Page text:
This Down Under Western starring Guy Pearce and Ray Winstone is an engrossingly visceral experience that would definitely suffice to supporters of HBO's "Deadwood."
The Proposition brutally uncovers aspects of mankind, particularly regarding forgiveness, as screenwriter Nick Cave (a vocalist for The Bad Seeds) produces something entertaining out of a dire situation.
Winstone's British policeman corners Pearce's outlaw with the alternative of his younger brother (Richard Wilson) being executed if he doesn't carry out an order. Find and kill his weird older one (Danny Huston).
Similar to the gratuitous Mean Creek, the barren Outback is lensed with a strikingly spartan quality under the lucid direction of John Hillcoat, tweaking a Mad Max apocalyptic nerve.
The austere mood is realized with unexpected transcendentalism, especially in a sequence that has a flogging interspersed with the victim's brother caught up in a song. Winstone (Sexy Beast) sharply renders his hard-boiled officer with fair-mindedness which seems unlikely given his jaded position. Emily Watson helps to let in some humanity throughout the mordant outbursts as the wife trying to make the most of a difficult relationship.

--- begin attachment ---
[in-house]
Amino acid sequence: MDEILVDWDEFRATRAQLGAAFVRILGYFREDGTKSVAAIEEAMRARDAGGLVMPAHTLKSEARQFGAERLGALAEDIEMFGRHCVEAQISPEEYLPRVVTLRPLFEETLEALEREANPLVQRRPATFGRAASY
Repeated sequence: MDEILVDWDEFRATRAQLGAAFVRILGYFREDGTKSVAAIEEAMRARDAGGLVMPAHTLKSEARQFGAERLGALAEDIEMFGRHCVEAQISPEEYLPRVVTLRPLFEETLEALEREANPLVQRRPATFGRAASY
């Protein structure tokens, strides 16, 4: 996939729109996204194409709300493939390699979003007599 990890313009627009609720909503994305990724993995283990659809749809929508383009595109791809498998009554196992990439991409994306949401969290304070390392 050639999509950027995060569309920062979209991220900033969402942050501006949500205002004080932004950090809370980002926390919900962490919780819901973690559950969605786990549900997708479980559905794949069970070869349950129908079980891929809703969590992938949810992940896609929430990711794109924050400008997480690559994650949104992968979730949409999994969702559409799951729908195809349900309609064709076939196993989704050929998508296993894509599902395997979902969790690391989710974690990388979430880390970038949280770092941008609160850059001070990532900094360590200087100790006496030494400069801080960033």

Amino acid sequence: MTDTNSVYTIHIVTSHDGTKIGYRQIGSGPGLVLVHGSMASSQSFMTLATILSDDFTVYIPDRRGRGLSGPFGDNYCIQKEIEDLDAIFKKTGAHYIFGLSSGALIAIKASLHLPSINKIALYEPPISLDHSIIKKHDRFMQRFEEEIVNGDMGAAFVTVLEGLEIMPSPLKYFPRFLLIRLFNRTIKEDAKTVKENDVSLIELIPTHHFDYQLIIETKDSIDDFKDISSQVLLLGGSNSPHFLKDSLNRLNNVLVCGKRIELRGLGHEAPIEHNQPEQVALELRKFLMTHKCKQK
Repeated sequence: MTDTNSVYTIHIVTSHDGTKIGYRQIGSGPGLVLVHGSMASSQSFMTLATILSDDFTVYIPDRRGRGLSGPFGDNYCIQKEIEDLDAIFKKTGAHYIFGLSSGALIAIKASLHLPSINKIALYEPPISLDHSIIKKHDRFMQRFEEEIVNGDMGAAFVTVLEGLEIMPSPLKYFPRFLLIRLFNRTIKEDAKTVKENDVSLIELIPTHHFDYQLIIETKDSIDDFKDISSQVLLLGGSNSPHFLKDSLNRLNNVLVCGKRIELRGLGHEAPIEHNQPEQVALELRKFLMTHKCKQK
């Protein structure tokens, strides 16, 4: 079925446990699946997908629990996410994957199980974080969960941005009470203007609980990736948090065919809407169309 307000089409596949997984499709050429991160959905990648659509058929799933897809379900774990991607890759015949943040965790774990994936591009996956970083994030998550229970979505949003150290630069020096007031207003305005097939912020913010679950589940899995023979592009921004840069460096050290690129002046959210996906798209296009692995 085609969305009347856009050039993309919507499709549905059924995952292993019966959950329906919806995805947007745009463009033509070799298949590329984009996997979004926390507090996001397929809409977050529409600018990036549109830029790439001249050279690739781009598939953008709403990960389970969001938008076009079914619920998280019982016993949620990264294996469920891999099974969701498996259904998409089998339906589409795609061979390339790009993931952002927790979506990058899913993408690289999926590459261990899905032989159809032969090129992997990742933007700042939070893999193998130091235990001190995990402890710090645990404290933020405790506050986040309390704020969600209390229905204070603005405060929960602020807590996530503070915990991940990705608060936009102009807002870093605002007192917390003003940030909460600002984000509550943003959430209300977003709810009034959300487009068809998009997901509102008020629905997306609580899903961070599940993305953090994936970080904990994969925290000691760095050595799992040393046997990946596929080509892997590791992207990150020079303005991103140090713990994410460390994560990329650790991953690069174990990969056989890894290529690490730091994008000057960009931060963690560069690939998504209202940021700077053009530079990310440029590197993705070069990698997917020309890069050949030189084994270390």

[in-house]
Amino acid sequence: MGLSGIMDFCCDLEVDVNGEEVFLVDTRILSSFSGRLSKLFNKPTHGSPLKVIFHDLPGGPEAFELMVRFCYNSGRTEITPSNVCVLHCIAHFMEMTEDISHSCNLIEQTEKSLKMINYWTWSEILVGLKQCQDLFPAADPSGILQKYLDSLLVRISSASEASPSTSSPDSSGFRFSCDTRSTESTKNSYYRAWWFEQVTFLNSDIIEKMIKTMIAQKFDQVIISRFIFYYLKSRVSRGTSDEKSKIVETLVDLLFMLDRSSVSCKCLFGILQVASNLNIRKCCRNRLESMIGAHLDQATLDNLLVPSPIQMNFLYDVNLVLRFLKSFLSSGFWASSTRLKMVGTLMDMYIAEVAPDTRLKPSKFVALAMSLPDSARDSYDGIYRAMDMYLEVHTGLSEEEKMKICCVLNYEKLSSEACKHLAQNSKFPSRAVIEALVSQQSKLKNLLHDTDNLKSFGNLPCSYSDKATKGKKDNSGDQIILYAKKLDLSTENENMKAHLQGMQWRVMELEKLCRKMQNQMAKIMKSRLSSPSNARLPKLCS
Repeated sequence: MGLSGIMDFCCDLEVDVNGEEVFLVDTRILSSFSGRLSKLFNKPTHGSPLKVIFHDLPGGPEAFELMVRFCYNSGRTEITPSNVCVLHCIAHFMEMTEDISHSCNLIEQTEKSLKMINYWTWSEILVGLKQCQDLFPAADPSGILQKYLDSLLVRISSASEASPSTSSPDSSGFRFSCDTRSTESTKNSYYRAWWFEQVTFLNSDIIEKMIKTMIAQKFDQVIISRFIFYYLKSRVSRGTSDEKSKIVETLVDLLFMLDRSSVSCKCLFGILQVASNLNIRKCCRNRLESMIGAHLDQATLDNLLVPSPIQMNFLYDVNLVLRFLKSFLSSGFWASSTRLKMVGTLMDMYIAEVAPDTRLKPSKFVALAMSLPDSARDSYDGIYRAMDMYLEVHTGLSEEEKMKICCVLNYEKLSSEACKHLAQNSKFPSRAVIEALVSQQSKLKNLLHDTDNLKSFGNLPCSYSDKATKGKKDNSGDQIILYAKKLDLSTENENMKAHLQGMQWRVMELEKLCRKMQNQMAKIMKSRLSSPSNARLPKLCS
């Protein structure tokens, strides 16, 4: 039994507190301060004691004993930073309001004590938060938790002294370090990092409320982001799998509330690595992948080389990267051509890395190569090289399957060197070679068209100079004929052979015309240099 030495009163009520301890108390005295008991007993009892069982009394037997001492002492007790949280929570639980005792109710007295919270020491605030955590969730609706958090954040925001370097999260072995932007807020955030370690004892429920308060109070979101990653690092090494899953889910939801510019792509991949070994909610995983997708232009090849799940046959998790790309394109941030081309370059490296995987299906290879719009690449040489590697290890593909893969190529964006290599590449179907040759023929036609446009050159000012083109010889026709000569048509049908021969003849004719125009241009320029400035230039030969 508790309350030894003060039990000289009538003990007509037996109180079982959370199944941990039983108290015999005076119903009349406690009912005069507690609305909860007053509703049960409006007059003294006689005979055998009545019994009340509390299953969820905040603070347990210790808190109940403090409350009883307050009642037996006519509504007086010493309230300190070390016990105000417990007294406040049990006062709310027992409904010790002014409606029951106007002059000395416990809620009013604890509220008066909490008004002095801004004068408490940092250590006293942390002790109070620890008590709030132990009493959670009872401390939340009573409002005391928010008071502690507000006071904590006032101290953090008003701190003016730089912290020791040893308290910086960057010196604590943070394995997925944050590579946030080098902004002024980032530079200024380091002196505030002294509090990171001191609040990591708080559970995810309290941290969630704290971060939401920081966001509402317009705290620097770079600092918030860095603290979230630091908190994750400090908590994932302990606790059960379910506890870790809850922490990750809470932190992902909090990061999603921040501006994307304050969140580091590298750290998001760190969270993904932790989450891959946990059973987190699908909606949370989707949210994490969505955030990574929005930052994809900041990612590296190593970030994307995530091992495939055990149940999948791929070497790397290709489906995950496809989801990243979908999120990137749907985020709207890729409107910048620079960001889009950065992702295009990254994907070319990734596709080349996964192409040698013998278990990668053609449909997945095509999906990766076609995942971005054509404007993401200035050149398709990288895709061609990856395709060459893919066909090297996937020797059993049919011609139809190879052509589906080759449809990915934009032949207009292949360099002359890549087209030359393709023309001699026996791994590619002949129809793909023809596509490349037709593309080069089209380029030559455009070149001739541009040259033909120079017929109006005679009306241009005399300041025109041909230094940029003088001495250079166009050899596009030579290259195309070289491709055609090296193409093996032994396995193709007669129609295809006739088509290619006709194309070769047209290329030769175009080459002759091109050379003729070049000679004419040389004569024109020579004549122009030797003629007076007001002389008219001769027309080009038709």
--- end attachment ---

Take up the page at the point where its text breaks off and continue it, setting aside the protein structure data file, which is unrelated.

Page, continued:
Pearce arguably turns in his best work since Memento, essaying a wistful moral ambiguity, while John Hurt (V for Vendetta) excels in a flashy cameo as a bounty hunter. Only David Wenham (The Lord of the Rings) is saddled with a character of colonial prudishness.
Perhaps for more than a few the elongated finish of The Proposition is a little worse for the wear. Yet, at the same time a repeated viewing might indicate that what appears to be quite unsettling and frighteningly bleak, is oddly bracing.